Everyone knows the drill about basic travel safety tips: hide your passport, your cash and credit cards in pouches under your clothes. Leave your fancy watches and jewelry at home. But with violence popping up in airports and popular tourist destinations, there is a growing concern about more serious kinds of travel safety.
That’s why Randy Spivey founded the Center for Personal Protection and Safety, or CPPS. It’s an organization that offers intensive crash courses in travel safety.
“Every traveler ought to have some baseline training,” Spivey told the Wall Street Journal. “It’s a life skill now.”
Here are some CPPS insights:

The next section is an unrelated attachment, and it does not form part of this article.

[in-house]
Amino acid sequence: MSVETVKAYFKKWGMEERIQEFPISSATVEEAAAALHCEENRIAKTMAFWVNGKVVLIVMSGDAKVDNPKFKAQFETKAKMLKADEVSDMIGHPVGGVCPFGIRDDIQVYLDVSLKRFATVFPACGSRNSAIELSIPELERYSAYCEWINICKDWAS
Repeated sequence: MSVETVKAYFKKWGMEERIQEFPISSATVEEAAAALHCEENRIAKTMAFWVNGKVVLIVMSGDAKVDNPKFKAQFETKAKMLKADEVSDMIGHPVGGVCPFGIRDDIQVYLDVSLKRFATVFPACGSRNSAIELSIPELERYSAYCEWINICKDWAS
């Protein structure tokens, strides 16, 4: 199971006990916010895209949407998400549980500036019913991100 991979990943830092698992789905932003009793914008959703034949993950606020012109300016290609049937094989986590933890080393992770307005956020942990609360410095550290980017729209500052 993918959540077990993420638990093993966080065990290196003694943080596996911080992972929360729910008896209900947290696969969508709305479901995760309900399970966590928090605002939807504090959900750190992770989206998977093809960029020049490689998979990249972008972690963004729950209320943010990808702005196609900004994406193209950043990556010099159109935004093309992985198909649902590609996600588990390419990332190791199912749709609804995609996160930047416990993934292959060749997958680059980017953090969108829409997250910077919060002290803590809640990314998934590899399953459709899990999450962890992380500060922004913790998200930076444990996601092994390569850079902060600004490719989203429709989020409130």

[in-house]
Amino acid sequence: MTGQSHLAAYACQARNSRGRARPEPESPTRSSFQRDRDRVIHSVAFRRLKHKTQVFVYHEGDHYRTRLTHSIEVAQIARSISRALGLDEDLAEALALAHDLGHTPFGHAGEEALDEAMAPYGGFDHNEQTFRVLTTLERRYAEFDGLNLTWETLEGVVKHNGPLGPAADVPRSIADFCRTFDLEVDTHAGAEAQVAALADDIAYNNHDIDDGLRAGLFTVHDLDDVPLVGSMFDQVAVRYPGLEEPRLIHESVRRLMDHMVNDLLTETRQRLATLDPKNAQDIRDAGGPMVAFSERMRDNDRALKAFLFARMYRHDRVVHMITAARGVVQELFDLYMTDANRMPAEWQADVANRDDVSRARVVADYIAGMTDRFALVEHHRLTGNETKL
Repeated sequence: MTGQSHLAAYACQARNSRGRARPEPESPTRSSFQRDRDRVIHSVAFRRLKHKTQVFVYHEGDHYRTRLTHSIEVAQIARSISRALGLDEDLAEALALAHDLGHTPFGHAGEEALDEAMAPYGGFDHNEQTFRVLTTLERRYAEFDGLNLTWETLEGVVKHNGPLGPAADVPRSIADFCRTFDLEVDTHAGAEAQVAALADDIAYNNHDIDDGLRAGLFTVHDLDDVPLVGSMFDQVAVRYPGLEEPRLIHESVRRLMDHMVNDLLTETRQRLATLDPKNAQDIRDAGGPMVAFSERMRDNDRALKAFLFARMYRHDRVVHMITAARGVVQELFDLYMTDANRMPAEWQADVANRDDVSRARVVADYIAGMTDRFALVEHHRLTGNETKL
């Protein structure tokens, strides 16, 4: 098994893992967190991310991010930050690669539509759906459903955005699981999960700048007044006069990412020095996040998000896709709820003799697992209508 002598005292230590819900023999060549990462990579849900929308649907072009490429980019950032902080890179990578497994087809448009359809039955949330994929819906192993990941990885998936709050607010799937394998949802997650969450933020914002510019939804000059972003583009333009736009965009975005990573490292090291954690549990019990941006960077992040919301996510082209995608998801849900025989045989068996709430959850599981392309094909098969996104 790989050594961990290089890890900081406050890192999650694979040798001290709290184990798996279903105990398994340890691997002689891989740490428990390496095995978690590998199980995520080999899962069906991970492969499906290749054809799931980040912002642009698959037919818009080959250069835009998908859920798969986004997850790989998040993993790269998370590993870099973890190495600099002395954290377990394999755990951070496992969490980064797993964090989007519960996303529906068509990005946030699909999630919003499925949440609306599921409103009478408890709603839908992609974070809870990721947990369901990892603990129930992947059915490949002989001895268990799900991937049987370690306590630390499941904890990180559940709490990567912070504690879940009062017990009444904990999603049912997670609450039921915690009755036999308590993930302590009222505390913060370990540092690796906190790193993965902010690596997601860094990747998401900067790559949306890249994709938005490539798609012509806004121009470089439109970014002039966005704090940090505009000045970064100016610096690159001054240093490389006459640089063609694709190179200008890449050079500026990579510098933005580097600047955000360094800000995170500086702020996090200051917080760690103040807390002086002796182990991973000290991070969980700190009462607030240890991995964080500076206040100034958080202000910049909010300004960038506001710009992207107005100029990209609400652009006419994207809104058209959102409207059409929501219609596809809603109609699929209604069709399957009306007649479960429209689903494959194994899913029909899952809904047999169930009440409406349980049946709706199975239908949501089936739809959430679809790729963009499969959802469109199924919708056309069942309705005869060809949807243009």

Lower your profile. Use a fake or plain leather passport cover. Travel with someone, if possible. Walk with a purpose. No looking at your phone.
Take precautions. Register with the State Department’s STEP program – Smart Traveler Enrollment Program. Pack more than one wallet. Request a room on floors 2-7 at your hotel. Keep paper copies of your passport page in a separate bag. Have a family alert code to slip into sentences in emergencies.
Think ahead. Know how you’ll safely get to your hotel from the airport. Reverse direction occasionally when walking.
Get help. If detained by a government representative, such as local police or customs official, ask for an embassy representative. Don’t talk – legal systems are so different you might get yourself into trouble.
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